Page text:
24 thoughts on “The Piano Teacher – Elfriede Jelinek (trans. Joachim Neugroschel)”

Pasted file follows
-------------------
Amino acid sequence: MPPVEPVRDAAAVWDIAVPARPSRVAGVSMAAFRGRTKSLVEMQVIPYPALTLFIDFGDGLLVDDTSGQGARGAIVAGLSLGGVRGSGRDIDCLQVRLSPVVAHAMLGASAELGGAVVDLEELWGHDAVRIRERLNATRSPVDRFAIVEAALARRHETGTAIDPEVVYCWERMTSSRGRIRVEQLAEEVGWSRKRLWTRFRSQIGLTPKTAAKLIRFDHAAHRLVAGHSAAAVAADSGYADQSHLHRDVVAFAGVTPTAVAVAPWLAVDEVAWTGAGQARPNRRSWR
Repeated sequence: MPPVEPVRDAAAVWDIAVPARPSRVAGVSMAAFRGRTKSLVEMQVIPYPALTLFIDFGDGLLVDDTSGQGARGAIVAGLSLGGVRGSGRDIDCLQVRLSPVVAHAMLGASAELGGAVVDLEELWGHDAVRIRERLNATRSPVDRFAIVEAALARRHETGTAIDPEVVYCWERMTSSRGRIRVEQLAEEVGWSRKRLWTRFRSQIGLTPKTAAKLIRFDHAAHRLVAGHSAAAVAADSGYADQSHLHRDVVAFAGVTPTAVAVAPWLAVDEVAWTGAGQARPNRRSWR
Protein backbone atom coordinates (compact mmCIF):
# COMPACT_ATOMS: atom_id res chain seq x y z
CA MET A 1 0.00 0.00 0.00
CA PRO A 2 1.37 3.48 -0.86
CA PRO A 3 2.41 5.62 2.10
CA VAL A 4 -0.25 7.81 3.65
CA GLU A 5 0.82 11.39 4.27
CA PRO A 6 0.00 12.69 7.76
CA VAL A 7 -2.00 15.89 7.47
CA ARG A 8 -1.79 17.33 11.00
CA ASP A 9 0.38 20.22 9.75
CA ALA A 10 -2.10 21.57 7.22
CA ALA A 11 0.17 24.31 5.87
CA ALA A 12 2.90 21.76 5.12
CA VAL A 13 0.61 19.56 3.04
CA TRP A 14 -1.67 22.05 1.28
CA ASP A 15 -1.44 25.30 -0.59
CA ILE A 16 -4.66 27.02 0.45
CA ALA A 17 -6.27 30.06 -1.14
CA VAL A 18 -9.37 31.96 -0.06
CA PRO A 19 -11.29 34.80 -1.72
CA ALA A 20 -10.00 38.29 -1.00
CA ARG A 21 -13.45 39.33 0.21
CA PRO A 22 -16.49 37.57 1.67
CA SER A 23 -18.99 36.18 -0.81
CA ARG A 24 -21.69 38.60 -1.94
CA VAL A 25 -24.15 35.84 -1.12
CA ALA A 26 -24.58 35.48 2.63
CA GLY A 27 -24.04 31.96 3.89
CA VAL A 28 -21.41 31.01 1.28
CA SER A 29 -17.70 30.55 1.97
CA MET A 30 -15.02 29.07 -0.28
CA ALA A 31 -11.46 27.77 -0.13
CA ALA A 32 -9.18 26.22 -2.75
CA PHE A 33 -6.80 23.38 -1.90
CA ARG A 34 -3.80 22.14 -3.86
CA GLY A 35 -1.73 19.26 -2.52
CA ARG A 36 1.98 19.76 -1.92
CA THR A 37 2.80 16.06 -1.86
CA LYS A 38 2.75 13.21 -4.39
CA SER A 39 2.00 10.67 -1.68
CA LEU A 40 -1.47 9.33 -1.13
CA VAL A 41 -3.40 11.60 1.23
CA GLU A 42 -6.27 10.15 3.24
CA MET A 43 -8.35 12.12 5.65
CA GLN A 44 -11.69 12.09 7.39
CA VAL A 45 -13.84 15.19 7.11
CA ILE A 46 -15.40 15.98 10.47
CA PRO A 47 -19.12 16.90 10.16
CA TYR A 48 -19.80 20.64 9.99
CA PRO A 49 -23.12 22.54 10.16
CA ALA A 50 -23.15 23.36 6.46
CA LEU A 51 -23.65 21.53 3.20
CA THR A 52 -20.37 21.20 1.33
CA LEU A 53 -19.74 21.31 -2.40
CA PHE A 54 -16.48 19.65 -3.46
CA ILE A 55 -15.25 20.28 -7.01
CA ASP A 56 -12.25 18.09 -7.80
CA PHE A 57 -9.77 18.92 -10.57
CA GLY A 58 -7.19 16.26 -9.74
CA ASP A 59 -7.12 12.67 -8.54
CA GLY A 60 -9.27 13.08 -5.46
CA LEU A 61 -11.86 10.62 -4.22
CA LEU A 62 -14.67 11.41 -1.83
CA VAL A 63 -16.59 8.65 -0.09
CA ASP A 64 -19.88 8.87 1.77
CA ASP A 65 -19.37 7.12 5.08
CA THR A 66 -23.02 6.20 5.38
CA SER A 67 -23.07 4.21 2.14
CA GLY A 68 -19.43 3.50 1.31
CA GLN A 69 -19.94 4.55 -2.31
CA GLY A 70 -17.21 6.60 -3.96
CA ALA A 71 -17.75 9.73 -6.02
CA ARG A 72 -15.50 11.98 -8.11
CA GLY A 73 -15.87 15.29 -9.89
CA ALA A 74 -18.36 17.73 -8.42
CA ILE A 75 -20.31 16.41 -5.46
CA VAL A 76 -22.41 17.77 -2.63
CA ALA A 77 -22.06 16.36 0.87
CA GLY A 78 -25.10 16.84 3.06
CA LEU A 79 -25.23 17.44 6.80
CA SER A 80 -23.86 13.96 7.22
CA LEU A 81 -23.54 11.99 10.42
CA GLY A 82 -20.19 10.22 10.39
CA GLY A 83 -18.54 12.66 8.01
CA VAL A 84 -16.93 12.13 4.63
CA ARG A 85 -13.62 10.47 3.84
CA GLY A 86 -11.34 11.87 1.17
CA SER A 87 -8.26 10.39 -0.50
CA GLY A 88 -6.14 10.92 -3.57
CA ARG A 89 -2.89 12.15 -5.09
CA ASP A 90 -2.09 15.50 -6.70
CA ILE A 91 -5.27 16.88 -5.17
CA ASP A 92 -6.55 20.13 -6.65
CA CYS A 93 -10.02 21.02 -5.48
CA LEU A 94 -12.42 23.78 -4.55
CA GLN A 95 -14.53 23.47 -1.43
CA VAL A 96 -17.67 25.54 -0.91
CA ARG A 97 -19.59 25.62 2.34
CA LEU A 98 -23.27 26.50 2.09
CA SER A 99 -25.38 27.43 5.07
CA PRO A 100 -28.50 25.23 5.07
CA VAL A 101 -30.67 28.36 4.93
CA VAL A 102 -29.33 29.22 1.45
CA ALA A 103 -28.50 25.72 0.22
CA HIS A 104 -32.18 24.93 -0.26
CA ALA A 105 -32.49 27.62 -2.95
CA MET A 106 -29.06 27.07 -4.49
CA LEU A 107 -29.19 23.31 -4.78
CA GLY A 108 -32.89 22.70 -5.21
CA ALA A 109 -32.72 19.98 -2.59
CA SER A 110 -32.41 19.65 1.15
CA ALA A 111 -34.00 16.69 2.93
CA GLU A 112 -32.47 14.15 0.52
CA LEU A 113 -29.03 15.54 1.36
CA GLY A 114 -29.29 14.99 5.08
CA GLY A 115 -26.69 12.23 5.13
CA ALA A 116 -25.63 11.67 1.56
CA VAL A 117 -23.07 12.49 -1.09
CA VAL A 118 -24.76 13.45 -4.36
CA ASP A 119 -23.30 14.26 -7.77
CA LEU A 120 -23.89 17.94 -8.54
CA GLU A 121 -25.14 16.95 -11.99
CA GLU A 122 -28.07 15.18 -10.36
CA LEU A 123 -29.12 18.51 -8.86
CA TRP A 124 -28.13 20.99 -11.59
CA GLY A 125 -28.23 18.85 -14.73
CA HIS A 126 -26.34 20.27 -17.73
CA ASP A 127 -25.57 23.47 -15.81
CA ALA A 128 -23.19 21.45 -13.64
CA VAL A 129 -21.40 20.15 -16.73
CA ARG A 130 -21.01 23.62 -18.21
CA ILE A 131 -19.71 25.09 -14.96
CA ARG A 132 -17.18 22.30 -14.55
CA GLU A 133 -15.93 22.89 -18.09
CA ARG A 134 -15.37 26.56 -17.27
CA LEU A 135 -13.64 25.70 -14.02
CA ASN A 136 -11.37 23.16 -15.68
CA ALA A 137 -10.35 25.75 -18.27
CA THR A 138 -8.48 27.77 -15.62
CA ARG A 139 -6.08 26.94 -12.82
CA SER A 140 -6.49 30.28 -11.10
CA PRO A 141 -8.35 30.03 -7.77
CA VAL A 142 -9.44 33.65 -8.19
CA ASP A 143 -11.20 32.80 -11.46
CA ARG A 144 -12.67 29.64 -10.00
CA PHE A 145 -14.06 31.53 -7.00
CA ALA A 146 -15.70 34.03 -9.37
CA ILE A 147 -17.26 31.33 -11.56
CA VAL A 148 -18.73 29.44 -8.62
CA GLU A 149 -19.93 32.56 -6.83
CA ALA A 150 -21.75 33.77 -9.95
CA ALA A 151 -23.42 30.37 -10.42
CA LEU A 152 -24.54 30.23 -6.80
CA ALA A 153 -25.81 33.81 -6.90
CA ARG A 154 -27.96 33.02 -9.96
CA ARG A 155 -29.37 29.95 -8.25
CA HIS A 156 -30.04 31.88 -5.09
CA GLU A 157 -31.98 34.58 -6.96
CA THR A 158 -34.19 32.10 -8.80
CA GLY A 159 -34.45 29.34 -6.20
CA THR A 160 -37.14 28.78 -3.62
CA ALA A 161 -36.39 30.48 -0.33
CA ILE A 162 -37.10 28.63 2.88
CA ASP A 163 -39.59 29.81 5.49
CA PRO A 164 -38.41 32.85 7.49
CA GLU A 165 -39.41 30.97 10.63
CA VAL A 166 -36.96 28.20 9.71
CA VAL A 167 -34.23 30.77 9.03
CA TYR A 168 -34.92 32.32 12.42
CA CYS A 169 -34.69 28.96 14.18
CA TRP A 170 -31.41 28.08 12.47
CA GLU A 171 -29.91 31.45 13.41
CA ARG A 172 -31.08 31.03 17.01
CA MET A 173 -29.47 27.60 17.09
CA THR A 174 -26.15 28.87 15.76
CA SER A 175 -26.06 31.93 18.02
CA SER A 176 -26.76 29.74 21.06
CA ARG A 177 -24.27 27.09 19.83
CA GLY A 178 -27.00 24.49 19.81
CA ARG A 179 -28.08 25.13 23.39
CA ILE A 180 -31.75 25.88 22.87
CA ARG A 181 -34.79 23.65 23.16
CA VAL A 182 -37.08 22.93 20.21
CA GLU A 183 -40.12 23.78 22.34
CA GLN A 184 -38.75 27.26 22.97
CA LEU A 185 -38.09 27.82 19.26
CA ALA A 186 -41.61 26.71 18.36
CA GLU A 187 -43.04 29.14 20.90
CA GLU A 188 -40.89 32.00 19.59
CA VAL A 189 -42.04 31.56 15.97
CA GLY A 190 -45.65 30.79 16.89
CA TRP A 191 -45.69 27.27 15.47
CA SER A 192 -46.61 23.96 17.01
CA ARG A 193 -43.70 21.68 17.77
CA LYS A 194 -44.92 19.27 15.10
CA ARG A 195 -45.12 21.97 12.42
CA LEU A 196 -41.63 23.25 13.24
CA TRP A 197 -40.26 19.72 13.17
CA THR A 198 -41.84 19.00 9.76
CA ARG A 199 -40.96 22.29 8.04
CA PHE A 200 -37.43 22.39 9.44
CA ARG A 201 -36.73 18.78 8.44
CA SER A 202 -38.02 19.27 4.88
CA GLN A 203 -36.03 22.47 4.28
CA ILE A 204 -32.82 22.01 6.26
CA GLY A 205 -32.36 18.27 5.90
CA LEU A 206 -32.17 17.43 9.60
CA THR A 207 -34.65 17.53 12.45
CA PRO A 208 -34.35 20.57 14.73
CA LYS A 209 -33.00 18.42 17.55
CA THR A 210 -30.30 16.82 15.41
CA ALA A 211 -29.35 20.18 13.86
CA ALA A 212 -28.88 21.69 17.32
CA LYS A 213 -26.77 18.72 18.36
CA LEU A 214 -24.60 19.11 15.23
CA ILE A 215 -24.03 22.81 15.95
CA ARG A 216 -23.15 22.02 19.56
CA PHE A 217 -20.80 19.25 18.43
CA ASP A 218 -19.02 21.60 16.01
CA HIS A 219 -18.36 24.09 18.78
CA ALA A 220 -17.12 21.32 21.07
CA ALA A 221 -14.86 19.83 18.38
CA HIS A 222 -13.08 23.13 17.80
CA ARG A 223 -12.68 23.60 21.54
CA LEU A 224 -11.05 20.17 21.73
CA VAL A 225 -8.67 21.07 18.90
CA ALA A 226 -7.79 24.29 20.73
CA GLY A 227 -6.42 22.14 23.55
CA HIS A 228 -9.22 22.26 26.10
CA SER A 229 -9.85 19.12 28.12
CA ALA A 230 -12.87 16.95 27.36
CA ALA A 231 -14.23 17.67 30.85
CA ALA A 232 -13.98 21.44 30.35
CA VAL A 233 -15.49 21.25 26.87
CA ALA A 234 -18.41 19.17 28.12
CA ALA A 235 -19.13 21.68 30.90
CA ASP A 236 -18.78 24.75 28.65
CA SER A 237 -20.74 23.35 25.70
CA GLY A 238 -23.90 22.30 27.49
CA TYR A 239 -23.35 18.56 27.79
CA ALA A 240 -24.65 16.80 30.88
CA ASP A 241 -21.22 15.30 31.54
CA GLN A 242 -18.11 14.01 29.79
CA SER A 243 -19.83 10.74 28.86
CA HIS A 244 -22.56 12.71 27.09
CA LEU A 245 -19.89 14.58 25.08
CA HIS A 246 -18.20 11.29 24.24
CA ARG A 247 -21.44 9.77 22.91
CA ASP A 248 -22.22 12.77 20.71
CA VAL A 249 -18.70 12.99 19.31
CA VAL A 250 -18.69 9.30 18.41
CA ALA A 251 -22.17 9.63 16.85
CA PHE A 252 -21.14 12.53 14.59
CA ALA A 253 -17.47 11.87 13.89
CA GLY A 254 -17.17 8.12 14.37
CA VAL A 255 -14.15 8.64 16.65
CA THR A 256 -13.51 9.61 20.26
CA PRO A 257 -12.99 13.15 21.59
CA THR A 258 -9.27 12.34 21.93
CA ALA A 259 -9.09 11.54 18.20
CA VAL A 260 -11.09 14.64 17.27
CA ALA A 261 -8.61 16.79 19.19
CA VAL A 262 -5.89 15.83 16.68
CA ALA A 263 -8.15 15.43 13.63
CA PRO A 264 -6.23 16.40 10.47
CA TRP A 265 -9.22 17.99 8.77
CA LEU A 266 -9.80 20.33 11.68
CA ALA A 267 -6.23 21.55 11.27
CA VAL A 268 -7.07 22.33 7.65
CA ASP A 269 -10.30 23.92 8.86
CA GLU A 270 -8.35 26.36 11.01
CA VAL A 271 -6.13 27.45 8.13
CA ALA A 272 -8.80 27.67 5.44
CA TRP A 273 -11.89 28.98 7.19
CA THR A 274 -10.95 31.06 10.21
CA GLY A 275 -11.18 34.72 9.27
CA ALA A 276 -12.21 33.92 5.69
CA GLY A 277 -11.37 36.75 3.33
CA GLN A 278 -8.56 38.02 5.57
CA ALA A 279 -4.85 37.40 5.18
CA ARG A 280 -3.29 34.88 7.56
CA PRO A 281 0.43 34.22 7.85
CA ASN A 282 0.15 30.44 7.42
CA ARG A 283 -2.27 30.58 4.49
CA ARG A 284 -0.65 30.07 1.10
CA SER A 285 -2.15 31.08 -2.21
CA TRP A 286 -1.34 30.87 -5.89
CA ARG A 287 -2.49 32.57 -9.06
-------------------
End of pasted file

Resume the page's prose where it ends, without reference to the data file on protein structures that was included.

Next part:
1. fascinating review. This is one of my very favourite books, and one of the few that has remained in my top 10 since I first read it, as I remember not long after Jelinek won the Booker. It’s probably worth outlining briefly what I loved so much. First is the language – this is one of teh very few cases where I’ve found a very stylised narrator works consistently over a novel’s length (other than Kundera, the other that springs to mind is Marie Darrieussecq in Breathing Underwater/Mal de Mer). There is a relentlessness to it that drives the narrative on, that builds in layers in the reader’s mind, drilling itself inside you until you have no choice but to share Erika’s pain. The setting is also perfect – the claustrophobia of the flat is wonderfully conveyed (the relentless pounding of the language again working to create a throbbing in the reader’s temples that truly conveys its prison-like nature – rather like Polanski’s Repulsion on the page), but Vienna by night is truly remarkable and you’re right, the icy, dispassionate way she haunts its streets sucking what cold light she can from the neon and video is what really makes it – this is Harry Lime cranked up to eleven. The portrayal of sex as a numbing mechanism (an unsuccessful one) is equally icily handled and incisive.